Computational notebooks such as Azure, Databricks, and Jupyter are a popular, interactive paradigm for data scientists to author code, analyze data, and interleave visualizations, all within a single document. Nevertheless, as data scientists incorporate more of their activities into notebooks, they encounter unexpected difficulties, or pain points, that impact their productivity and disrupt their workflow. Through a systematic, mixed-methods study using semi-structured interviews (n=20) and survey (n=156) with data scientists, we catalog nine pain points when working with notebooks. Our findings suggest that data scientists face numerous pain points throughout the entire workflow from setting up notebooks to deploying to production across many notebook environments. Our data scientists report essential notebook requirements, such as supporting data exploration and visualization. The results of our study inform and inspire the design of computational notebooks.
When teams of data scientists collaborate on computational notebooks, their discussions often contain valuable insight into their design decisions. These discussions not only explain analysis in the current notebook but also alternative paths, which are often poorly documented. However, these discussions are disconnected from the notebooks for which they could provide valuable context. We propose Callisto, an extension to computational notebooks that captures and stores contextual links between discussion messages and notebook elements with minimal effort from users. Callisto allows notebook readers to better understand the current notebook content and the overall problem-solving process that led to it, by making it possible to browse the discussions and code history relevant to any part of the notebook. This is particularly helpful for onboarding new notebook collaborators to avoid misinterpretations and duplicated work, as we found in a two-stage evaluation with 32 data science students.
Data wrangling is a difficult and time-consuming activity in computational notebooks, and existing wrangling tools do not fit the exploratory workflow for data scientists in these environments. We propose a unified interaction model based on programming-by-example that generates readable code for a variety of useful data transformations, implemented as a Jupyter notebook extension called Wrex. User study results demonstrate that data scientists are significantly more effective and efficient at data wrangling with Wrex over manual programming. Qualitative participant feedback indicates that Wrex was useful and reduced barriers in having to recall or look up the usage of various data transform functions. The synthesized code allowed data scientists to verify the intended data transformation, increased their trust and confidence in Wrex, and fit seamlessly within their cell-based notebook workflows. This work suggests that presenting readable code to professional data scientists is an indispensable component of offering data wrangling tools in notebooks.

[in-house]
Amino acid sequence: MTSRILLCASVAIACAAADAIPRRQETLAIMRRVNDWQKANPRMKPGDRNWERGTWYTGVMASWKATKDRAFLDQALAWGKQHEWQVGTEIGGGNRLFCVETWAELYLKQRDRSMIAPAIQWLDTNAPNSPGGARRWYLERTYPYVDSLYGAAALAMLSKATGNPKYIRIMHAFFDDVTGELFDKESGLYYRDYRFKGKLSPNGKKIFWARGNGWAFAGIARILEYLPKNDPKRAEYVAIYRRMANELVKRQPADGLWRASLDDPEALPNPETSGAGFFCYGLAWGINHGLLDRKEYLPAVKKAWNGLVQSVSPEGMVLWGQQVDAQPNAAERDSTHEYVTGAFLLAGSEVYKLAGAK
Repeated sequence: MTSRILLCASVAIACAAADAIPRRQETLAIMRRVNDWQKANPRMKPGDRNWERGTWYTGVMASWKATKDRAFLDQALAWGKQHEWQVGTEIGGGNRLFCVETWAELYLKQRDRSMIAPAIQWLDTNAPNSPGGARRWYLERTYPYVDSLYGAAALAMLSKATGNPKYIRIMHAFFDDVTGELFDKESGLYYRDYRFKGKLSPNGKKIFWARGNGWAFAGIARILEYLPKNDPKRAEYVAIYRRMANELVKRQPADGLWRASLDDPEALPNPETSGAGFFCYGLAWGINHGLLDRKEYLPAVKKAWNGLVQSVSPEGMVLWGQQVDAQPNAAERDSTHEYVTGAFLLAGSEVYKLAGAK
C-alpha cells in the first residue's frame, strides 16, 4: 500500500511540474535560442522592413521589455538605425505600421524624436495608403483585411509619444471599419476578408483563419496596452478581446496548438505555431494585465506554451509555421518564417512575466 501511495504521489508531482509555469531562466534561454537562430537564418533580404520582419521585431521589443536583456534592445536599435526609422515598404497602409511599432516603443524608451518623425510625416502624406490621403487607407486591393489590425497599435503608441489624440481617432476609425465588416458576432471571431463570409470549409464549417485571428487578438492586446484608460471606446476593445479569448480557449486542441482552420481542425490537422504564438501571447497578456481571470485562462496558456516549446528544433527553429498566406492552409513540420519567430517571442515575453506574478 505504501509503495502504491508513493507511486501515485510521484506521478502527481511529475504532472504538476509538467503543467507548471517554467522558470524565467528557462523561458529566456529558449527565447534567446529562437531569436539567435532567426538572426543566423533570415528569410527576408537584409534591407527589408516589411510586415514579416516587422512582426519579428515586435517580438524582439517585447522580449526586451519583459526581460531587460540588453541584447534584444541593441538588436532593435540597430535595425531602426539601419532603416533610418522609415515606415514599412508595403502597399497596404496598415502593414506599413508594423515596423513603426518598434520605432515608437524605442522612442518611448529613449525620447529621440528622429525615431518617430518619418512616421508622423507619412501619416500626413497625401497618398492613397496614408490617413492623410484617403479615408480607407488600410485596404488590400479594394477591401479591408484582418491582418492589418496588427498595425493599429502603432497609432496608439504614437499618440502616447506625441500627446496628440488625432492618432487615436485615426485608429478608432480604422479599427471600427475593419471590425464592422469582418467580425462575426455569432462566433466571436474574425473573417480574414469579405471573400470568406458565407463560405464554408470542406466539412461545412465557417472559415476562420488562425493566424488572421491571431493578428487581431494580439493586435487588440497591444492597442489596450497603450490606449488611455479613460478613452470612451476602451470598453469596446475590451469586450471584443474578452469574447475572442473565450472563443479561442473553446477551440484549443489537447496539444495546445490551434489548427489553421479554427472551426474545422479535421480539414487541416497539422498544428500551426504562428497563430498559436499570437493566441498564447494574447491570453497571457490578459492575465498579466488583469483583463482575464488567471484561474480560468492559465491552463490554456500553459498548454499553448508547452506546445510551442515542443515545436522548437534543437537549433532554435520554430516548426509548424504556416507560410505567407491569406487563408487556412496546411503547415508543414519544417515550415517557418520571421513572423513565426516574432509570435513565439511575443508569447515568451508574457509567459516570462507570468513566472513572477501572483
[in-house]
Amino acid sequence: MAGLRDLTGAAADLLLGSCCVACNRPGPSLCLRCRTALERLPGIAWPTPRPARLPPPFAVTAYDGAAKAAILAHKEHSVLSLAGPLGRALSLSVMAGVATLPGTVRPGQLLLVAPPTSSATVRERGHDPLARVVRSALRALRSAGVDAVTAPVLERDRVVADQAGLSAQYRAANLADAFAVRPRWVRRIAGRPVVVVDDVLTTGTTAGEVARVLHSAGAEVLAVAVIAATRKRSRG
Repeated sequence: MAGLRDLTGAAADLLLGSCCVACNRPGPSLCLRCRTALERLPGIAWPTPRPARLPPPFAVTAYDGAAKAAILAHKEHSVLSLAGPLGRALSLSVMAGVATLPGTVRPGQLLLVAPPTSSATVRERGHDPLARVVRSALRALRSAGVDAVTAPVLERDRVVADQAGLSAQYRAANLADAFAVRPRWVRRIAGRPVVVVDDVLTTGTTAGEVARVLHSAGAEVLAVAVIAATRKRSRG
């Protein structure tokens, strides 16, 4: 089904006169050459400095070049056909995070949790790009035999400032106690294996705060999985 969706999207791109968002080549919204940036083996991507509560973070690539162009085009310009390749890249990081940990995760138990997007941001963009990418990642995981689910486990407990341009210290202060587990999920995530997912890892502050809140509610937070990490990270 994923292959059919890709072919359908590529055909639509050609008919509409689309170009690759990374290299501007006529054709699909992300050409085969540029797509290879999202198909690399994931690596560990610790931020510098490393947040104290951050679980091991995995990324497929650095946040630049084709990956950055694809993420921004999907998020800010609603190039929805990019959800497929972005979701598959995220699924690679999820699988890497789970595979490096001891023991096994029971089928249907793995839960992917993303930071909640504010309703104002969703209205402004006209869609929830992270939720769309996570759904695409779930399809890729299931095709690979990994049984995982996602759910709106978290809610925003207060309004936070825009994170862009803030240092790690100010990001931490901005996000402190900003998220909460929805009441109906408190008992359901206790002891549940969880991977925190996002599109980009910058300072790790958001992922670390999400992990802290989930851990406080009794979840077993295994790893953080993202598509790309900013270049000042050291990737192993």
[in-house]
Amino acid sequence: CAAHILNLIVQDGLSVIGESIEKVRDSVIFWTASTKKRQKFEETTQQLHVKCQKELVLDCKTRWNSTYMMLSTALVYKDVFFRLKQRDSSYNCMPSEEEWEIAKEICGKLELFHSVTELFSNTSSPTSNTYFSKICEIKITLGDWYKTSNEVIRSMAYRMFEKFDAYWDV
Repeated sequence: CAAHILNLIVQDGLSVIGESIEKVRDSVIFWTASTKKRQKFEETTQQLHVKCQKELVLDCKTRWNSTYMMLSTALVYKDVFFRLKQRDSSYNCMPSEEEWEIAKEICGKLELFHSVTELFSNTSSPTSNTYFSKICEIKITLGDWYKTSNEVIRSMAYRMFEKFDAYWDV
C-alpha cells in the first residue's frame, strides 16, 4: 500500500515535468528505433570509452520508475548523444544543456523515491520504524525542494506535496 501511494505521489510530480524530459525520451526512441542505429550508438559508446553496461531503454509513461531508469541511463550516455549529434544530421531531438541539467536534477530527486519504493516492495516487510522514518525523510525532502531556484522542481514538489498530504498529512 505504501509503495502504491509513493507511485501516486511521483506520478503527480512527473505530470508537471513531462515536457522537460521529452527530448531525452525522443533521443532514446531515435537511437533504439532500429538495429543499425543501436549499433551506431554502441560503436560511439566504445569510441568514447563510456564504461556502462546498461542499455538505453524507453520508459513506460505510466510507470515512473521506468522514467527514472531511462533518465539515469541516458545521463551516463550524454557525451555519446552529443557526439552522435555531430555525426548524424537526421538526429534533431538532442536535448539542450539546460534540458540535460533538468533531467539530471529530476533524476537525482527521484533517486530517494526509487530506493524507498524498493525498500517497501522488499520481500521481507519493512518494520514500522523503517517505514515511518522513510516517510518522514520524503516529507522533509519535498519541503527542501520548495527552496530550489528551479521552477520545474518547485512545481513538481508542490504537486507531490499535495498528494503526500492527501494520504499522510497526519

Programming tutorials are a pervasive, versatile medium for teaching programming. In this paper, we report on the content and structure of programming tutorials, the pain points authors experience in writing them, and a design for a tool to help improve this process. An interview study with 12 experienced tutorial authors found that they construct documents by interleaving code snippets with text and illustrative outputs. It also revealed that authors must often keep related artifacts of source programs, snippets, and outputs consistent as a program evolves. A content analysis of 200 frequently-referenced tutorials on the web also found that most tutorials contain related artifactsduplicate code and outputs generated from snippetsthat an author would need to keep consistent with each other. To address these needs, we designed a tool called Torii with novel authoring capabilities. An in-lab study showed that tutorial authors can successfully use the tool for the unique affordances identified, and provides guidance for designing future tools for tutorial authoring.
The popularity of computational notebooks heralds a return of software as computational media rather than turn-key applications. We believe this software model has potential beyond supporting just the computationally literate. We studied a biomolecular nano-design lab that works on a current frontier of science – RNA origami – whose researchers depend on computational tools to do their work, yet are not trained as programmers. Using a participatory design process, we developed a computational labbook to concretise what computational media could look like, using the principles of computability, malleability, shareability, and distributability suggested by previous work. We used this prototype to co-reflect with the nanoscientists about how it could transform their practice. We report on the computational culture specific to this research area; the scientists' struggles managing their computational environments; and their subsequent disempowerment yet dependence. Lastly, we discuss the generative potential and limitations of the four design principles for the future of computational media.